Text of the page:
Considering Unemployment

Having followed the work of Providence Journal reporter Neil Downing for years, now, I’m confident that it was not a deliberate omission, but I can’t help but wonder why a particular factor contributing to economic malaise didn’t make it into his recent article about unemployment:

In the current recession — which began in late 2007, and is now in its fourth calendar year — people are often out of work for 6 to 12 months — “if they’re lucky to find a job,” [URI Professor Edward] Mazze said; many are out of work for more than a year — or longer, he said.
The main reason, Mazze said, is that “no jobs are really being created.” Partly because of high rates of foreclosures and consumer debt amid this recession, “businesses are afraid to spend because consumers are not spending,” Mazze said.

Businesses and consumers both are facing uncertainty not only because of the depth of the recession but because we’ve got a “transformative” regime running the country. Massive public debt. Looming changes to healthcare requirements. Environmental regulations appearing inevitable, whether Congressionally enacted or administratively implemented. And the list goes on.
In such an environment, planning for as-yet prospective demand is even riskier than usual.

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michael
michael
11 years ago

Yet through it all, people still go tanning. Go figure.

Ken
Ken
11 years ago

Justin said; “Businesses and consumers both are facing uncertainty not only because of the depth of the recession but because we’ve got a “transformative” regime running the country. Massive public debt. Looming changes to healthcare requirements. Environmental regulations appearing inevitable, whether Congressionally enacted or administratively implemented. And the list goes on. In such an environment, planning for as-yet prospective demand is even riskier than usual.” That observation may be true in RI but there are other states and regional areas that are on the verge of coming out of this recession and experiencing expanding prosperity. During the month of June nationally, the jobless rate fell in 39 states and Washington, DC. Take a look at the top 10 states with the lowest unemployment numbers and you will see life is almost back to normal in those states. HI addressed the looming changes to healthcare requirements over 35 years ago with healthcare reform bringing HI the closest in the nation providing universal healthcare to the entire state population. As a result, HI has the lowest healthcare costs in the nation and one of the healthiest and longest living populations in the nation. My healthcare costs dropped $100 a month when I moved from RI to HI for the same coverage with same insurance companies. Is that not something you would want? HI is one of the top 10 (ranked 6 lowest) with 6.3% state-wide unemployment and a 5.8% in Honolulu. Down from a state-wide high of 7.7%. What hurt HI the most this recession was the bankruptcy of 2 airlines (Aloha and ATA Airlines) causing a loss of 600,000 flight seats and over 40,000 HI personnel layoffs and without those seats visitors had no way to get to HI. If there is any indication the recession is nearing an end then… Read more »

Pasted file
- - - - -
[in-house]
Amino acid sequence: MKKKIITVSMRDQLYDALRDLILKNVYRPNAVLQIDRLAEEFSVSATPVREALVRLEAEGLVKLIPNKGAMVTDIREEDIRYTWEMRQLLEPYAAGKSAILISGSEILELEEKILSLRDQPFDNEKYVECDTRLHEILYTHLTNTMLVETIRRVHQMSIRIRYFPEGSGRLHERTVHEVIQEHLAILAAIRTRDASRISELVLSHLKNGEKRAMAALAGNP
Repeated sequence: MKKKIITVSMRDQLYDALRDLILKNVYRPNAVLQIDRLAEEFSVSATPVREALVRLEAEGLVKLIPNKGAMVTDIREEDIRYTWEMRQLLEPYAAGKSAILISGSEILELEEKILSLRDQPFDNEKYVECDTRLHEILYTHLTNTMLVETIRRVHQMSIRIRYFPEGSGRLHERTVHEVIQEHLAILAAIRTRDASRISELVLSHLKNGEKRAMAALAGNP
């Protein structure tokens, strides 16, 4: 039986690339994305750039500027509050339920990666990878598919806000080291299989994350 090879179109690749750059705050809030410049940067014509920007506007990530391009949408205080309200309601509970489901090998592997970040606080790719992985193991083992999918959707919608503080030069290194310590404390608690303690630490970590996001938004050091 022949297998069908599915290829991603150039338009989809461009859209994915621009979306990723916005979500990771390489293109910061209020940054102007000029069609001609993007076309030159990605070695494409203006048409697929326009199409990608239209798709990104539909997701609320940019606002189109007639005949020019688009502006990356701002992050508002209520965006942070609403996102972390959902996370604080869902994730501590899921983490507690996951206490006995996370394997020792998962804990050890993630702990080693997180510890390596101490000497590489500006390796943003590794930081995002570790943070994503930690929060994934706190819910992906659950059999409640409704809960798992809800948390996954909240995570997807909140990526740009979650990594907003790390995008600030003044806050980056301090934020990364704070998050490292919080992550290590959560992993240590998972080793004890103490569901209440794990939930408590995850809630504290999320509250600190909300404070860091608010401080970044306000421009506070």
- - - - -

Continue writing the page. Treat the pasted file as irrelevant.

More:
Ron
Ron
11 years ago

That’s kind of a silly argument, and not up to your usual standards. If there’s any effect this “transformative regime,” is having it’s not likely to even measure up to the other factors listed. The fact is that the money we gave the banks to kick start lending is more or less being hoarded. That means credit is scarce and debts are expensive. The man sitting in the oval office might matter to economics professors and arm-chair pundits, but it’s not likely to rank high on the list of concerns for your average small business.

Justin Katz
Justin Katz
11 years ago

Ron,
Three points:
1. It’s not just “the man in the Oval Office.” Congress is complicit, too. In other words, pretty much the entire policy-creating federal government is included in the “transformative regime.”
2. The methods of government “stimulus” are certainly among the actions contributing to the effect that I’m suggesting, as are economic policies generally.
3. Plainly put, the federal government has been in the process of making employees and business operation more expensive. Companies with clear demand (note my mention of “prospective demand”) will expand and hire, although access to credit comes into play, but I stand by my suggestion that hiring beyond obvious needs is “riskier than usual.”

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